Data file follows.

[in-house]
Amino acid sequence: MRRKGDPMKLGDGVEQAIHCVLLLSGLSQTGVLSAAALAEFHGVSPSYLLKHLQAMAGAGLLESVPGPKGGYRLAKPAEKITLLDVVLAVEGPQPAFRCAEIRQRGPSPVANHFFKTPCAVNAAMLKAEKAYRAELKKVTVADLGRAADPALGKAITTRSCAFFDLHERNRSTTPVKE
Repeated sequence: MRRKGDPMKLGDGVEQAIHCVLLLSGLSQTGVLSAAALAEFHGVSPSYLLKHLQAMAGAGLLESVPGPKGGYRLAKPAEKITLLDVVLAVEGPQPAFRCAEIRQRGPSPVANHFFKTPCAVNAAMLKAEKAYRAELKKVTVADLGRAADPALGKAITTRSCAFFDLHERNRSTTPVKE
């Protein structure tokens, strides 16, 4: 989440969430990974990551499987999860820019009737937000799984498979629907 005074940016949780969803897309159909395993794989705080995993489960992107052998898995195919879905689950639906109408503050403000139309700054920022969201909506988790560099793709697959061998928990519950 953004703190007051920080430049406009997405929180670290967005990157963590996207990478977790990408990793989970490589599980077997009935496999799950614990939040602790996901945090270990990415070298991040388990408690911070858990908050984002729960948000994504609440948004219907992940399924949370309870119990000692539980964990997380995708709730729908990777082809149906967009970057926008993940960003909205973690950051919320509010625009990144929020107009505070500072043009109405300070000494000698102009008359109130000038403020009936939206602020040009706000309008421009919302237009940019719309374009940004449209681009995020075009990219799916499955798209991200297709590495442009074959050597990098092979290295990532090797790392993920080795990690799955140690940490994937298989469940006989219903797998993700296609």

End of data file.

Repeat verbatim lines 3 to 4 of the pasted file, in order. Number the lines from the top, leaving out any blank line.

Repeated sequence: MRRKGDPMKLGDGVEQAIHCVLLLSGLSQTGVLSAAALAEFHGVSPSYLLKHLQAMAGAGLLESVPGPKGGYRLAKPAEKITLLDVVLAVEGPQPAFRCAEIRQRGPSPVANHFFKTPCAVNAAMLKAEKAYRAELKKVTVADLGRAADPALGKAITTRSCAFFDLHERNRSTTPVKE
């Protein structure tokens, strides 16, 4: 989440969430990974990551499987999860820019009737937000799984498979629907 005074940016949780969803897309159909395993794989705080995993489960992107052998898995195919879905689950639906109408503050403000139309700054920022969201909506988790560099793709697959061998928990519950 953004703190007051920080430049406009997405929180670290967005990157963590996207990478977790990408990793989970490589599980077997009935496999799950614990939040602790996901945090270990990415070298991040388990408690911070858990908050984002729960948000994504609440948004219907992940399924949370309870119990000692539980964990997380995708709730729908990777082809149906967009970057926008993940960003909205973690950051919320509010625009990144929020107009505070500072043009109405300070000494000698102009008359109130000038403020009936939206602020040009706000309008421009919302237009940019719309374009940004449209681009995020075009990219799916499955798209991200297709590495442009074959050597990098092979290295990532090797790392993920080795990690799955140690940490994937298989469940006989219903797998993700296609």